On Wednesday, DraftKings Inc. became the 18th gaming company operating in Ontario. Bichsel expects that number to climb.

“I’m expecting significantly more, probably double that, at least,” he said. “It does take quite a while to go through the appropriate testing and making sure you have payment methods people want, withdrawal methods, that you can properly run a business and your site can be maintained properly and grow at an exponential rate.

“By the end of the year, we may see 40 or 50 operators. But I think it’s way better to do things appropriately and correctly because that first rush of new customers is so valuable that if you irritate them or make things difficult, you may lose them forever.”

© 2022 The Canadian Press

Duelling motions in N.B. legislature fuel stalemate on pump price relief

Thursday saw two different gas price relief motions brought forth on the floor of New Brunswick’s legislature, one from the government and one from the official Opposition. However, neither will be debated until at least next month with both sides blocking the other’s hopes for a same-day vote.

Blaine Higgs’ government wants to ask the federal government to eliminate its carbon tax of 11 cents per litre through the summer, while the Liberals want the province to freeze collection of its 10.87-tax at the pumps for the same amount of time – plus cut a $500 cheque to each resident in the province making less than $25,000 a year.

READ MORE: Sky-high gas prices fuel rampant demand for electric vehicles

Motions can be debated without notice if all MLAs support that, but the Liberals denied the option for the governing PCs while their own idea for relief also failed to get unanimous consent.

Premier Blaine Higgs inferred the Liberal motion would yield short-term relief for a more permanent problem.

“To engage and force a national discussion, that’s what’s going to start the ball rolling to correct this,” the premier told reporters.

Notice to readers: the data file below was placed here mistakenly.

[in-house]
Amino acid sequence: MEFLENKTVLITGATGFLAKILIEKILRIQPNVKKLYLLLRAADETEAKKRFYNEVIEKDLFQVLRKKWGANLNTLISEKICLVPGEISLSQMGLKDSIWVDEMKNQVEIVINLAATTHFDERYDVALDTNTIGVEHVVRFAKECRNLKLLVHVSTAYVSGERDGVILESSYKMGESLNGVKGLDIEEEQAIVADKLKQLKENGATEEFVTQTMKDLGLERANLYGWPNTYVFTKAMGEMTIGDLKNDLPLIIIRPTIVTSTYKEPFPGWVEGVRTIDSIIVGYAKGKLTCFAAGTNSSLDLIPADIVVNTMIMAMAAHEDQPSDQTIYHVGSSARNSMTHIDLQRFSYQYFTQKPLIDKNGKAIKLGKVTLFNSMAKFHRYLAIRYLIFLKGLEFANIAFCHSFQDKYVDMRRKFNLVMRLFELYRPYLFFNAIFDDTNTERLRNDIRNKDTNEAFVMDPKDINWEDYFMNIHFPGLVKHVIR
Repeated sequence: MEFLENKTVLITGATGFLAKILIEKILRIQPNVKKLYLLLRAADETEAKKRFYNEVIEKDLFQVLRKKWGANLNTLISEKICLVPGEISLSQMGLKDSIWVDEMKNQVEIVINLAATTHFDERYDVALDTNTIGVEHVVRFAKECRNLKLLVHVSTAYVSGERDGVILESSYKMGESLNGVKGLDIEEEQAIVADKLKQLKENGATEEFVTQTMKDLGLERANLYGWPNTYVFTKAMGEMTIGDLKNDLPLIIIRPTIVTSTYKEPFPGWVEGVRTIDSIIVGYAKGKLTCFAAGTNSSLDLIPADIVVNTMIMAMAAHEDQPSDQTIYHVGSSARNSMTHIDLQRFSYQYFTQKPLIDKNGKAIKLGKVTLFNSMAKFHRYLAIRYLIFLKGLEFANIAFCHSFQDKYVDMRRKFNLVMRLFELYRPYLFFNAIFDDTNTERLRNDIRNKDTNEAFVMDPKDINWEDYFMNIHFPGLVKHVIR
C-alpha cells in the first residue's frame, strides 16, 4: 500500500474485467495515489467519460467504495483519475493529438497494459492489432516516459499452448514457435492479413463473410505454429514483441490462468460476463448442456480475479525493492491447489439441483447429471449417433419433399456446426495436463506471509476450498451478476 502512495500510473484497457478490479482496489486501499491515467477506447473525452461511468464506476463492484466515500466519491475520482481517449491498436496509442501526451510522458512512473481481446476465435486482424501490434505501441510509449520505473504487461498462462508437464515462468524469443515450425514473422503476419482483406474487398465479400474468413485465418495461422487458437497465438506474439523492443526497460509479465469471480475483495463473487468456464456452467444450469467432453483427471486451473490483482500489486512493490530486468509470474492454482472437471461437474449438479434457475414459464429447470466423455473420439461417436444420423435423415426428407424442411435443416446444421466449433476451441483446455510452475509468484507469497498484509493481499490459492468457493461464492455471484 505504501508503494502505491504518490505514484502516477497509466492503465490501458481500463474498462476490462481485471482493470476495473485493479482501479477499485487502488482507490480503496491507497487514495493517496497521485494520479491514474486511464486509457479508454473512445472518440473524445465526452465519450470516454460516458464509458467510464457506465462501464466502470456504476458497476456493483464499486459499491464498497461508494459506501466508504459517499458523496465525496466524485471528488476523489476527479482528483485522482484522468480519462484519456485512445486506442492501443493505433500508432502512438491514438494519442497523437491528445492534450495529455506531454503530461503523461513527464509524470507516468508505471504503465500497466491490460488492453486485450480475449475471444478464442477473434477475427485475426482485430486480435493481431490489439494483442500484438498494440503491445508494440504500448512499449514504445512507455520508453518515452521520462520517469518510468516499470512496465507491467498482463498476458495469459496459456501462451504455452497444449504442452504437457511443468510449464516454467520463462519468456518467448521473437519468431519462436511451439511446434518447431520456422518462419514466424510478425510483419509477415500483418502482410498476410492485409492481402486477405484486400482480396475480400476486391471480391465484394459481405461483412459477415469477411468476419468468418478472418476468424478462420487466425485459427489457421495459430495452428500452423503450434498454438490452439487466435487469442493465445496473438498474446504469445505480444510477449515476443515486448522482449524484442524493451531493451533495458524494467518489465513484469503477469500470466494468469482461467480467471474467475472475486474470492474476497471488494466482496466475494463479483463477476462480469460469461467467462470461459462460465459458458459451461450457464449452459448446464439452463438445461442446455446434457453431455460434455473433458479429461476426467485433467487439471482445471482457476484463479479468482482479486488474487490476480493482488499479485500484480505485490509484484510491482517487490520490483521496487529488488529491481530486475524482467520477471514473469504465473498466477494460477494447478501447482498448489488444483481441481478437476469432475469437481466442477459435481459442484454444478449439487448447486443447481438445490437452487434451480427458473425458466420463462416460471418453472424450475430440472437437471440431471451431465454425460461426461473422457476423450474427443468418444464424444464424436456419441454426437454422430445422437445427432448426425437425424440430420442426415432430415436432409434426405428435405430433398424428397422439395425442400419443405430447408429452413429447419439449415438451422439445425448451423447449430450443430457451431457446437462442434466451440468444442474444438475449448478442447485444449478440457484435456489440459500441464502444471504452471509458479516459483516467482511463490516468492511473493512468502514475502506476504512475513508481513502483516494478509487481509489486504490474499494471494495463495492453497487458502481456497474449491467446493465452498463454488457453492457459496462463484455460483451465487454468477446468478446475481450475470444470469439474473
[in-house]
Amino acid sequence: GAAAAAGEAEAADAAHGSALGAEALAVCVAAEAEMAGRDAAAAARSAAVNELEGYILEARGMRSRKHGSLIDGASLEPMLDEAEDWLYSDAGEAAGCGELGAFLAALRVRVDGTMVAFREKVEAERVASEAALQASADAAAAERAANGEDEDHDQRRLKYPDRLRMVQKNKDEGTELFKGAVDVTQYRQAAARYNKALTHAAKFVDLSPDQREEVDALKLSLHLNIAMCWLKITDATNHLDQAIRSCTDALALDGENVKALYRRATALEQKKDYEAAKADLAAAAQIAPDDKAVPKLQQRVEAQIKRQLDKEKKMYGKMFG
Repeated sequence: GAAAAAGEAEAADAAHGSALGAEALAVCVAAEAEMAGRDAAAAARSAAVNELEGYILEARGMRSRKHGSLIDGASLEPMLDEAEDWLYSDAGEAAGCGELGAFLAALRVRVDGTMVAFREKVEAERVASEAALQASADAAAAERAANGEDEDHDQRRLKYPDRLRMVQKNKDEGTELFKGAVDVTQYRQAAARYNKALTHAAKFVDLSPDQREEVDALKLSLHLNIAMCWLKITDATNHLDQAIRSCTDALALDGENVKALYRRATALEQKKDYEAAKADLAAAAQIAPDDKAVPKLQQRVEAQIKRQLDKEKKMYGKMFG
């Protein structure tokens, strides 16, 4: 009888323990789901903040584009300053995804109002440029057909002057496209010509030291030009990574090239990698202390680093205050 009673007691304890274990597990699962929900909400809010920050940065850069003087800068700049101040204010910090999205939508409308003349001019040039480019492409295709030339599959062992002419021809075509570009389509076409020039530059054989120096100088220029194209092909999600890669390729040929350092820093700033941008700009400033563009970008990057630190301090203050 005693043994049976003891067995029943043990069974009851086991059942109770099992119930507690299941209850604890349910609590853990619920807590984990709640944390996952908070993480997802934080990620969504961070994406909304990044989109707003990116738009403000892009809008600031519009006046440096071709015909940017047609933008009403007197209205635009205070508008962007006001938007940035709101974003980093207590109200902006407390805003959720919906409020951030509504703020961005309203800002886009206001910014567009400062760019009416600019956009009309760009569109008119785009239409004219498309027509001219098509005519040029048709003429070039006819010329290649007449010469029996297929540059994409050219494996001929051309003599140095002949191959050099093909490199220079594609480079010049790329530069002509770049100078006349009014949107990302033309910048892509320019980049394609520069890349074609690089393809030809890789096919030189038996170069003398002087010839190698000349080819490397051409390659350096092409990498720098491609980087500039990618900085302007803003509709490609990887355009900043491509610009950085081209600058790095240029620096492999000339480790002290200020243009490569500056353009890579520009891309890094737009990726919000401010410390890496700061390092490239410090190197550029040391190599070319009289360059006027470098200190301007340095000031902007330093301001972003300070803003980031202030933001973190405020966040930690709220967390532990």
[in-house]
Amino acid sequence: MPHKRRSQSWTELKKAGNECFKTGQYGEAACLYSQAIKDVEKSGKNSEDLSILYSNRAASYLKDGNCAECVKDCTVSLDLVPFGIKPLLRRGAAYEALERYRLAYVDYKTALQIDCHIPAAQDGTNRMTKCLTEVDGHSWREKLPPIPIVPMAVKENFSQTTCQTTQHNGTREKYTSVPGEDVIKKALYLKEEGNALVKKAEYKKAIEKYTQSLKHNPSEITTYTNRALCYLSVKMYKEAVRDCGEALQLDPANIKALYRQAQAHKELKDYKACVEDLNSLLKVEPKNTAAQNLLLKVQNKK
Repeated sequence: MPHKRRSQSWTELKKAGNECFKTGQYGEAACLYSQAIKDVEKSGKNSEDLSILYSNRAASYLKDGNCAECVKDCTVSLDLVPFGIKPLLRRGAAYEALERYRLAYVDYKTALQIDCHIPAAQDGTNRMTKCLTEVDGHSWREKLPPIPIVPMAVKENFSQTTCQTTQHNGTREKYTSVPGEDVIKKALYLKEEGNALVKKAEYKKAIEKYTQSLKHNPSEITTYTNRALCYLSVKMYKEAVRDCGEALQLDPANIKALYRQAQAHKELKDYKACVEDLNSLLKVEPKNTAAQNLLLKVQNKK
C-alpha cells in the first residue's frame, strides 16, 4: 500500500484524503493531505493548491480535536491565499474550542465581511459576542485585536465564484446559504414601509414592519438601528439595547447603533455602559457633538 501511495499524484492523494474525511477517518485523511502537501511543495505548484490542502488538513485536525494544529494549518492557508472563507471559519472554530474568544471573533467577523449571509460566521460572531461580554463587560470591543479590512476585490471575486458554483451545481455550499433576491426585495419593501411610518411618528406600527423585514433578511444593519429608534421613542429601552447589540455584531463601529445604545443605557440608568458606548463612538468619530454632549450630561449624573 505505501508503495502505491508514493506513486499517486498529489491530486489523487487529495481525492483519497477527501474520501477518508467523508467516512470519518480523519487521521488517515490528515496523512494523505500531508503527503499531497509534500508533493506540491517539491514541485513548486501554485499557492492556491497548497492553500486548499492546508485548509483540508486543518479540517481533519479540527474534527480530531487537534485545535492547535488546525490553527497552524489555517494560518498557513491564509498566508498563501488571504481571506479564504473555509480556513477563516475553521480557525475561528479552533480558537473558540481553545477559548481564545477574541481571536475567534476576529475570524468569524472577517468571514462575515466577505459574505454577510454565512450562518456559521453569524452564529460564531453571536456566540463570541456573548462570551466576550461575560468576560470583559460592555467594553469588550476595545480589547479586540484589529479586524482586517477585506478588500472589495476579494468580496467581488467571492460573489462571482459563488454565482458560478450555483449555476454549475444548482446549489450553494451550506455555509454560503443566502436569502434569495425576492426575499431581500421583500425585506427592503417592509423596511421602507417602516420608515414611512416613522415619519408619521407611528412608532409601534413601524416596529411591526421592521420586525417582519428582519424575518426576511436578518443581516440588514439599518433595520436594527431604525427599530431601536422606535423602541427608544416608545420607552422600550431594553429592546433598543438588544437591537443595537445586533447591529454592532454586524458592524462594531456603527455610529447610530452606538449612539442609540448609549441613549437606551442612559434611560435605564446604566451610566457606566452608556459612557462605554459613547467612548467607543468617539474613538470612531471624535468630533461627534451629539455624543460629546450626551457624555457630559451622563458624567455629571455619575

“It isn’t going to happen for us chasing 10 cents a litre today and another 10 tomorrow,” said Higgs. “That isn’t going to correct it.”

New Brunswick is not the first province to suggest freezing the federal carbon tax, but if it were successful in asking the federal government to do so, that would be a first.

READ MORE: New Brunswick introduces new child protection legislation

In the meantime, the Opposition noted that skyrocketing costs are already extending beyond the price at the pumps.

“It’s costing almost 20 per cent more to eat a plate of spaghetti for God’s sake,” Liberal Leader Roger Melanson said.

Regardless of the agreed-upon timeliness of the issue, there will be no debate on either motion until June 1, with the legislature adjourned next week.

“They don’t want to come back next week because they have the Premier’s golf tournament,” Green Party MLA Kevin Arseneau said.

The maximum price of gas in New Brunswick hit $2.12 per litre Thursday.

© 2022 Global News, a division of Corus Entertainment Inc.

Former Barenaked Ladies frontman to receive honorary doctorate from Laurier University

Former Barenaked Ladies frontman Steven Page will be among the five Canadians who have will be given honorary degrees at Wilfrid Laurier University’s spring convocation ceremonies this year.

The university says Page will be presented with the honorary Doctor of Music title at a ceremony at Lazaridis Hall on June 17.

Read more:

Wilfrid Laurier University to examine ‘complex legacy’ and current impact of namesake

The school says that the founding member of the internationally acclaimed band is no stranger to the Laurier campus, having performed with the faculty of music in 2017.

He also spoke about his struggles with depression when he visited the campus during Orientation Week in 2012.

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In addition to Page, Carolyn Wilkins, who served as Senior Deputy Governor for the Bank of Canada, will receive an honorary Doctorate of Laws title a day earlier.

Others who will receive honorary doctorates next month include renowned peace and human rights activist Dr. Izzeldin Abuelaish, entrepreneur Salah Bachir and sports psychologist Dr. Dana Sinclair.

© 2022 Global News, a division of Corus Entertainment Inc.